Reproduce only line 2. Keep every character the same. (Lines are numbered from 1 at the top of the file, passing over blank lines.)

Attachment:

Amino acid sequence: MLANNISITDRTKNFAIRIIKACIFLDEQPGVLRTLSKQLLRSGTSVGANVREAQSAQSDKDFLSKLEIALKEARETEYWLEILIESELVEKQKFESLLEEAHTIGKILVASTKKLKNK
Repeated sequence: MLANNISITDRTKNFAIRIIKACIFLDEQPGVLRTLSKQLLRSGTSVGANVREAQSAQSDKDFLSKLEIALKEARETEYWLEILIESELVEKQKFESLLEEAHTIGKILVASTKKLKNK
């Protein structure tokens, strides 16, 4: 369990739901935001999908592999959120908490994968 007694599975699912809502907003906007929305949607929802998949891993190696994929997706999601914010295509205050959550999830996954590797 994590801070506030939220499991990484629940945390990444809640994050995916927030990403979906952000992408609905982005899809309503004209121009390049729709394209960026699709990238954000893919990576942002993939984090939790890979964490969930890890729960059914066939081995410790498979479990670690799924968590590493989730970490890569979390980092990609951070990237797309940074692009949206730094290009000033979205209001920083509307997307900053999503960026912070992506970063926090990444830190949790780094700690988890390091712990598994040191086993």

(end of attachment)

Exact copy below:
Repeated sequence: MLANNISITDRTKNFAIRIIKACIFLDEQPGVLRTLSKQLLRSGTSVGANVREAQSAQSDKDFLSKLEIALKEARETEYWLEILIESELVEKQKFESLLEEAHTIGKILVASTKKLKNK